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# lec14 - 6.851 Advanced Data Structures Spring 2010 Lecture...

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Unformatted text preview: 6.851: Advanced Data Structures Spring 2010 Lecture 14 — March 30, 2010 Prof. Andr´ e Schulz Scribe: Rishi Gupta 1 Overview In the last lecture we covered the Separator Decomposition, which rearranges any tree into a balanced tree, and the ART/leaf-trimming Decomposition, which is a tree decomposition used to solve the marked ancestor problem and decremental connectivity problem. In this lecture we talk about solutions to the static and dynamic dictionary problem . Our goal is to store a small set S = { 1 , 2 ,...,n } of keys from a large universe U , with perhaps some information associated to every key. We want to find a compact data structure with low pre-processing time that will support Query( x ) in the static case and Query( x ), Insert( x ), and Delete( x ) in the dynamic case. Query( x ) checks if x ∈ S , and returns any information associated with x . In particular, FKS hashing achieves O (1) worst-case query time with O ( n ) expected space and takes O ( n ) construction time for the static dictionary problem. Cuckoo Hashing achieves O ( n ) space, O (1) worst-case query and deletion time, and O (1) amortized insertion time for the dynamic dictionary problem. 2 Hashing with Chaining Our first attempt at a dictionary data structure is hashing with chaining . We find a hash function h : U → { 1 , 2 ,...,m } , and maintain a table T with m rows, where T [ j ] = a linked list (or chain) of { x ∈ S : h ( x ) = j } . Key look up takes P | T [ j ] | 2 2 P | T j | expected time, so we want to make the chains as equal as possible. We also generally want h to be easy to evaluate. Luckily, such hash functions exist 1 : 2.1 Universal Hashing Definition 1. A class of functions H is c-universal if and only if for all x 6 = y , |{ h ∈ H : h ( x ) = h ( y ) }| ≤ c · |H| m . In particular, if h is picked at random from H , Pr [ h ( x ) = h ( y )] ≤ c m . We assume for the rest of this section that m = O ( n ). 1 It’s worth noting that a random function from U to { 1 ,...,m } would actually have O(1) expected query time (provided n = O ( m )). However, such a random function would be infeasibly inefficient to store and evaluate. 1 Define Z x := |{ y ∈ S : h ( x ) = h ( y ) }| , namely, the collisions with x in the set of elements we want to store. We can also write this as Z x = ∑ y δ h ( x ) ,h ( y ) , where δ is the Kronecker delta ( δ a,b = 1 if a = b and 0 otherwise). The average query time is simply E [ Z x ], and we have E [ Z x ] = E " X y δ h ( x ) ,h ( y ) # = X y E [ δ h ( x ) ,h ( y ) ] = 1 + X y 6 = x Pr [ h ( x ) = h ( y )] = 1 + nc m = O (1) ....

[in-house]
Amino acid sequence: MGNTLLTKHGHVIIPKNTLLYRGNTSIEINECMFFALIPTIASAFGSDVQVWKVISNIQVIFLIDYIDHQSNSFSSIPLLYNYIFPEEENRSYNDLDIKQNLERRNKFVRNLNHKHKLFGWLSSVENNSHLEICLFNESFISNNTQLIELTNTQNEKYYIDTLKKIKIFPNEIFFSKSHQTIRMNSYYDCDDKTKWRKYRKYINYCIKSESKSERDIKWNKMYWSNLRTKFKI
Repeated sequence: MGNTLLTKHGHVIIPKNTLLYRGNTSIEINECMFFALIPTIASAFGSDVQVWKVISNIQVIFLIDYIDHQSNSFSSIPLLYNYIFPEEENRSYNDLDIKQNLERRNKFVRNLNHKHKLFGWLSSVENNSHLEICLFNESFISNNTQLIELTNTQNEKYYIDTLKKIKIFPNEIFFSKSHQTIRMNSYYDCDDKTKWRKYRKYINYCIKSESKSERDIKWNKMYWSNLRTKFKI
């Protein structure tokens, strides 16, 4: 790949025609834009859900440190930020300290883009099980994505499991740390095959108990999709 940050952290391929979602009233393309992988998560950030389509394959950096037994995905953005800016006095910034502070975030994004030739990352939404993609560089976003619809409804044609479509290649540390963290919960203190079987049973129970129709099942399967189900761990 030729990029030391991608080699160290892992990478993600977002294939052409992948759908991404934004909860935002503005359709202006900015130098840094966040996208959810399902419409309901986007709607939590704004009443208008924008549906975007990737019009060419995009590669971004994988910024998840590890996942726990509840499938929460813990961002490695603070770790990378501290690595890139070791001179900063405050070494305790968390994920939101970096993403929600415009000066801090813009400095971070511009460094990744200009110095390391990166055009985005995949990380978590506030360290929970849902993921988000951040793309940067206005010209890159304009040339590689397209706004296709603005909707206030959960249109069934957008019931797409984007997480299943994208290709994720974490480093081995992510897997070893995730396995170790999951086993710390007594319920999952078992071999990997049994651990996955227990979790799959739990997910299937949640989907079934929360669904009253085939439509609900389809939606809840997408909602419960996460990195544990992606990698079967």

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lec14 - 6.851 Advanced Data Structures Spring 2010 Lecture...

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